. 63?" We have received a copy of Wal
ton's Vermont Register and Farmer's Al
manao for 18(51. It is very neatly printed,
and as usual,' full of valuable statistics.
Every Vcrmonter should have a copy by
him, for reference"
CaweU's Illuntrated Family Bible'.
Probably one of the finest Pictorial edi
tions of the Bible is " Cassell's Illustrated
Family Bible." The publishers have done
nearly all they could to mako it attract
ive to the eye, for it is printed in large,
clear type, with splendid engravings, and
on good heavy paper. It is not only lav
ishly illustrated, but copiously full of ex
planatory notes of a kind and character
to make it exceedingly valuable as a com
plete family commentary.
Tho illustrations have been expressly
prepared for it, and with tho object of
presenting the finest specimens of wood en.
graving, 'and at the same time to have
them completely and faithfully illustrate
lake into consideration the almost in
stantaneous reading of a picturo by the
eye, and it is certain that there is no bet
ter way of obtaining a full, complete, and
clear idea of a country, and all that be
longs to it, capable of pictorial illustra
tion, than by this popular method of
This work was very popular in Eng
land, and gave such encouragement to the
publisher that he has commenced a reprint
in this country. With his large means
and experience, and the certainty of its
favorable reception, we may hope soon to
see this work completed and as well known
iu this as it is in the mother country. It
is published in 45 semi-monthly numbers,
at 15 cents each ; in 4 volumes, at $2,50
each ; in 1 complete volume at $10.
It can be obtained, bound in any man
ner to suit different tastes. Subscriptions
received at the Newsdealer office, or by
B. N. Hyde, who would be pleased to show
any one a specimen copy.
If any who receive this number of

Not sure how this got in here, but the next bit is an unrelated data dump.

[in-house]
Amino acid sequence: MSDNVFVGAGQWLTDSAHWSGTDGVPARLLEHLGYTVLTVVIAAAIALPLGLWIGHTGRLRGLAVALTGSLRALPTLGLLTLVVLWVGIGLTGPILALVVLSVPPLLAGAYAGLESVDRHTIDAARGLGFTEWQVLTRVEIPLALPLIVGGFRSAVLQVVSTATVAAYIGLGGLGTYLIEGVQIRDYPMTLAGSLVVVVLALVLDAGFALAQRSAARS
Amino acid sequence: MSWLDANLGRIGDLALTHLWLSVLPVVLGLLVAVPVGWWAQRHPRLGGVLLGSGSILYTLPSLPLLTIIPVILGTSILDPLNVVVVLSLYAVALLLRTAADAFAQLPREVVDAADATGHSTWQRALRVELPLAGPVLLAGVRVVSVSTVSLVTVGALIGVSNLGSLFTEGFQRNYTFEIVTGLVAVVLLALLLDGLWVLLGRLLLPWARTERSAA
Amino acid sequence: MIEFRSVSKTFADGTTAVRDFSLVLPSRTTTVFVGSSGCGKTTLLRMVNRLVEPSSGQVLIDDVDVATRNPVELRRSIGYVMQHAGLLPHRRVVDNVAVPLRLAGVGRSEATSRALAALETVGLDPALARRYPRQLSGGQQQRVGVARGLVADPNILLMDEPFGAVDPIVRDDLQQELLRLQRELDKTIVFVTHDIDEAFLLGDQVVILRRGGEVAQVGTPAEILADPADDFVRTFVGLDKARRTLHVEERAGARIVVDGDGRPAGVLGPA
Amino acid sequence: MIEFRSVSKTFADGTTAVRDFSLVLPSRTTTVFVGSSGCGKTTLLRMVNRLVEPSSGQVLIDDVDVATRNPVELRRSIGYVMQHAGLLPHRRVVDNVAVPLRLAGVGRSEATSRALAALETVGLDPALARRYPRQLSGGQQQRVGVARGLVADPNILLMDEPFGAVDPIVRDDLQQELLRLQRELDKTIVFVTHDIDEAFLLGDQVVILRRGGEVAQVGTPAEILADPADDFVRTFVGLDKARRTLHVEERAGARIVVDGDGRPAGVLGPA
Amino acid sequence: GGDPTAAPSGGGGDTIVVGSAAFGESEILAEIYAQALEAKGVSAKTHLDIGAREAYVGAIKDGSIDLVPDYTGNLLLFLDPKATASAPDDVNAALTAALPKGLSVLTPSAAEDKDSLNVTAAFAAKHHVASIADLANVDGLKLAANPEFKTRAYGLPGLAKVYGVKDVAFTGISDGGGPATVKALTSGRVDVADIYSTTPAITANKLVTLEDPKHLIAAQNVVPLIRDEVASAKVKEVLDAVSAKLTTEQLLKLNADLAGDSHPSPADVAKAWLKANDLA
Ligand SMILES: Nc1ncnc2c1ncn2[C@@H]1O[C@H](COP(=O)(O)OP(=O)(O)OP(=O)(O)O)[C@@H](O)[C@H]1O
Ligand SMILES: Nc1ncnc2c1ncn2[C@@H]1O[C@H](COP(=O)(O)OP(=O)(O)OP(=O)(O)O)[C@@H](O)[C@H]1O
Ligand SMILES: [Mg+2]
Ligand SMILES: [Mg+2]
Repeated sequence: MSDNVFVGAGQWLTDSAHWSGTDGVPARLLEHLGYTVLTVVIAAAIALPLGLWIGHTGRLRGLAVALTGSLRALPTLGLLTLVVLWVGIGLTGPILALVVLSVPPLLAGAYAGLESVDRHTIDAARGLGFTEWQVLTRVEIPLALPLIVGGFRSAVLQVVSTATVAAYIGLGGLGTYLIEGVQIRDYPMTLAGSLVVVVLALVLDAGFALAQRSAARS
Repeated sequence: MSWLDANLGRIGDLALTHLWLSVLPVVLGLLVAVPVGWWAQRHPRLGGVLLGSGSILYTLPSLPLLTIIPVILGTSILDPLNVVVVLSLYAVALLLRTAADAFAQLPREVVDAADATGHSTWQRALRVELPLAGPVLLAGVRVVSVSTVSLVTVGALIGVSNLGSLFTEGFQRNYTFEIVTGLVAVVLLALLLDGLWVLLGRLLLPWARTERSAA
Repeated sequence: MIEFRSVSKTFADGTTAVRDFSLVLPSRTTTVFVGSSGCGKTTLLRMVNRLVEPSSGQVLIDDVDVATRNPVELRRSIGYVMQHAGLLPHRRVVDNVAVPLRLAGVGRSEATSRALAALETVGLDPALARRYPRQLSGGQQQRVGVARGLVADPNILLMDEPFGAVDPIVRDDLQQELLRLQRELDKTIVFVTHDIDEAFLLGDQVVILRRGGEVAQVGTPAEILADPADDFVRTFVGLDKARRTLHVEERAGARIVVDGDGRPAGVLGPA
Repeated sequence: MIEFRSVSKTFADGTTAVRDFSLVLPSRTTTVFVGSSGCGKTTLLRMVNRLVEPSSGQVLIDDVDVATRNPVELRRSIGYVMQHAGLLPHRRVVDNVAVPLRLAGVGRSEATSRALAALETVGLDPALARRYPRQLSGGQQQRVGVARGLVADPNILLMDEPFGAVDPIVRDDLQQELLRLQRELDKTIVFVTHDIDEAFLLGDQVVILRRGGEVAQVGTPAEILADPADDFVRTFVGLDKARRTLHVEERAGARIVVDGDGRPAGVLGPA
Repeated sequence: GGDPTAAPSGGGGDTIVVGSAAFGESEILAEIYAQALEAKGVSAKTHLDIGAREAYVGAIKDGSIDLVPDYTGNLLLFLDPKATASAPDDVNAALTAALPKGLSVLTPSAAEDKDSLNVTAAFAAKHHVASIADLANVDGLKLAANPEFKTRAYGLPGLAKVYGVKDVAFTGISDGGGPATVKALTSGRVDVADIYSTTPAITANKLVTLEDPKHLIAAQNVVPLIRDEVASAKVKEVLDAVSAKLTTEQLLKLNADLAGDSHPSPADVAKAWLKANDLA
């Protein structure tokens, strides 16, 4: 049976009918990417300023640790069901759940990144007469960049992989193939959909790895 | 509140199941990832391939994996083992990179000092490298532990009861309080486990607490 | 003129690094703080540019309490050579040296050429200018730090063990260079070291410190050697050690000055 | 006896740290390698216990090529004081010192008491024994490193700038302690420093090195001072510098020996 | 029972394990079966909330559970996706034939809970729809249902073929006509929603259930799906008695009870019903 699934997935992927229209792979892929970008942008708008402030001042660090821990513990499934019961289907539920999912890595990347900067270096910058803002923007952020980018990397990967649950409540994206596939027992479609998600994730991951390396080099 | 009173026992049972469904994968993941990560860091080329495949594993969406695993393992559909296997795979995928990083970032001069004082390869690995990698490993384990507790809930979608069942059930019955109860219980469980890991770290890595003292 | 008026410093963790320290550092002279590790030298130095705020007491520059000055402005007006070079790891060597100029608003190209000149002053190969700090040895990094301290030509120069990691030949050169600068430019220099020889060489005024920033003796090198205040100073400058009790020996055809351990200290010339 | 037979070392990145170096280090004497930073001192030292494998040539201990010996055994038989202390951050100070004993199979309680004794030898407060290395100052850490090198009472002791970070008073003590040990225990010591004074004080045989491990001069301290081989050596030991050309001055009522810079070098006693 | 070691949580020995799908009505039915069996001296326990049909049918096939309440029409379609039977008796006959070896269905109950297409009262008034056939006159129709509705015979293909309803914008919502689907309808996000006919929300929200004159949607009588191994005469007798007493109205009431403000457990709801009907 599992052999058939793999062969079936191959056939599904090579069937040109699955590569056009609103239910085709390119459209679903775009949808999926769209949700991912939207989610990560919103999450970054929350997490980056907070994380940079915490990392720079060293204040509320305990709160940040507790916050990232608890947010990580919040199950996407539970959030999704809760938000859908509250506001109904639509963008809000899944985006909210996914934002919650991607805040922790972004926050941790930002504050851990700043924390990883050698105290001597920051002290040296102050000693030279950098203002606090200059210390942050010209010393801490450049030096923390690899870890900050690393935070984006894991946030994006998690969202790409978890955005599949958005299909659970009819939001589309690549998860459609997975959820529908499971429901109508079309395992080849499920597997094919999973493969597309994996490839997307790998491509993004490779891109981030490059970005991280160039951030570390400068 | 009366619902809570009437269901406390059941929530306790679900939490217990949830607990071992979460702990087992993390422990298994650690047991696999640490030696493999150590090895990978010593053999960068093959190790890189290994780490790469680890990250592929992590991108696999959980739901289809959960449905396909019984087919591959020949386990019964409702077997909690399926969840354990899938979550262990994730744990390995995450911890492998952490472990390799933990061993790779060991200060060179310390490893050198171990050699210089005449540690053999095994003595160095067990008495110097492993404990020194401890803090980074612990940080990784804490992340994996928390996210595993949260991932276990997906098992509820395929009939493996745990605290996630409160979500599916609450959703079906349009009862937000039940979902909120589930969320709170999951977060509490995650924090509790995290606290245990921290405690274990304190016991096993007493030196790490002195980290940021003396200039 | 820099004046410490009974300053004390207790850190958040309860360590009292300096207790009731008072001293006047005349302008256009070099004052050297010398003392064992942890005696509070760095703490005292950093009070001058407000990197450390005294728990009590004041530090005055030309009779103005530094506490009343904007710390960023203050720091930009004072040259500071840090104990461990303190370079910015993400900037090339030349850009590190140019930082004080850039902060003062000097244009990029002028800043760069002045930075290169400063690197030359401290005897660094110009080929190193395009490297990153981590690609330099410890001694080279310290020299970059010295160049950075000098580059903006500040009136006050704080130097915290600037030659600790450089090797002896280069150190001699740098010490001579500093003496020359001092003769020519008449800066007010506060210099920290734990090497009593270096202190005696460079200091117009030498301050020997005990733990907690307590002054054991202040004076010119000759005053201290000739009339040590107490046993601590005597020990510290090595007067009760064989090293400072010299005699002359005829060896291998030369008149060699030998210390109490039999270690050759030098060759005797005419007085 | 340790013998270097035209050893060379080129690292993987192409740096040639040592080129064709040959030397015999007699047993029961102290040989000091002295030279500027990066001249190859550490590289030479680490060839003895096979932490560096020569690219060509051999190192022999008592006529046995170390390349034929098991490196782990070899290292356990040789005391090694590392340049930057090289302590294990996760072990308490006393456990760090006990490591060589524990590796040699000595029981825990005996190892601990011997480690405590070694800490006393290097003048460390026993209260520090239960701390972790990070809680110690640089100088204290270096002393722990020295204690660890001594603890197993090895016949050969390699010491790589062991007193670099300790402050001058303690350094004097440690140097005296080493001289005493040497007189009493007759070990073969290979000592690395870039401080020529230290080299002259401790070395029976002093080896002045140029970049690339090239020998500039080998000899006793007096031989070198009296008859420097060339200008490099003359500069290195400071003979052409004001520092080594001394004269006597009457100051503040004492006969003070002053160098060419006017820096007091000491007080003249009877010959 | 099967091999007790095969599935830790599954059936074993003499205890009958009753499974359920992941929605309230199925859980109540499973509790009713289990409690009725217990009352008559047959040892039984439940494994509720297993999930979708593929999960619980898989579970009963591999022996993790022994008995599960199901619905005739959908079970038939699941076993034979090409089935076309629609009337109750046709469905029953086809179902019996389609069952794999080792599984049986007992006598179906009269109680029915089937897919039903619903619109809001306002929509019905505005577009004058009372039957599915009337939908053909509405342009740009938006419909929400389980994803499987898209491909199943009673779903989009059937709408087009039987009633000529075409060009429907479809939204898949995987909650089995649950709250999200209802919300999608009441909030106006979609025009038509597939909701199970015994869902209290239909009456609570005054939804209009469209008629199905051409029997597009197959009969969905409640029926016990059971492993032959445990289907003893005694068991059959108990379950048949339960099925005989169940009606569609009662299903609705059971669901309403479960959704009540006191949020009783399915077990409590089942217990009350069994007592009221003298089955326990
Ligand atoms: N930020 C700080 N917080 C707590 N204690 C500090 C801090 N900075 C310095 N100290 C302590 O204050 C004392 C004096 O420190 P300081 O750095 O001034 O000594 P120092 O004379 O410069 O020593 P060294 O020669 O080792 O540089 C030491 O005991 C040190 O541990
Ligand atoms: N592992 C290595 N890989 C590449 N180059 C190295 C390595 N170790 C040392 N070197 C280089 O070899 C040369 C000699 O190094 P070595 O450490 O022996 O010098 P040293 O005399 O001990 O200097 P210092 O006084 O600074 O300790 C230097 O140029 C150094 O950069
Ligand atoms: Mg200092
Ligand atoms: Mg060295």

our paper do not wish to becomo regular
subscribers, they can so signify by re
turning it through the post office. You
had better try it a few weeks, however,
when, if you do not like it, you can send us
at the rate of three cents a week for what
you receive. Remember, subscribers iu
the county pay no postage.
gT AVatervillc bids fair to outstrip any
town in the county, since Messrs. Wells &
Hcrrcn have set their factory iu operation.
The upper mills arc working to their full
capacity, running off sonic 500 to 700
yards of flannel per day ; and the lower
mills arc being repaired and fixed up, so
that by next July they will be looking all
alive with labor and the hum of spindles,
as in former days. Some ten dwelling
houses will be put up next year ; and
thus at one boufld put AVatervillc in the
lead, in enterprise and prosperity, of any
town in this section.
An effort is being made to build a
boarding-house for the use of the students
of the People's Academy, at Morrisville.
The school is in a thriving condition, and
a good boarding-house would add much to
the advantages and conveniences of the
- largo, vuree-Biory ouiiuing is in
i 1 it . 1 I 11 1!
process of erection at Morrisville. The
upper story is to be appropriated to the
use of the Free Masons, as a hall in which
to hold their meetings. ' The other stories
and the basement are intended for offices,
stores, grocery, Sec. The building will be
completed at an early day ; and when
done, will be quite an addition to the
sT Mr. C. B. Boardman, living near
this village, killed a chicken tho other
day, the conditio of which was not as
good as might havo been expected. On
'dressing it, two pins were found sticking
through tho gizzard. No doubt the poor
chick picked them up with its food. The
girls should bo more careful what they
throw to their pets. No doubt this one
had felt very bad for a great while.
The son of Mr. Albert Gobar, of
Johnson, who swallowed a copper cent
last summer, has nearly lost tho use of
his lower limbs, and is fast giving away
to the effocts of tho copper poison. He
cannot live much longer, and a speedy
death is really wished for, to relieve his
WnEAT. M. S. Chambcrin of Jav.
has raised the present season, from four
acres of ground, 108 bushels of wheat.
35 of which was raised from ono acre.
Very fair, but it can bo beaten casilv.
A Bia Tinh Thee. M. E. Doublcdav.
of the same town felled a pine tree which
produced 5,250 feet of lumber, the two
butt logs containing 2,000 feet The total
length of saw logs cut from this tree was
Lamoille County Teacher' AHociatlon.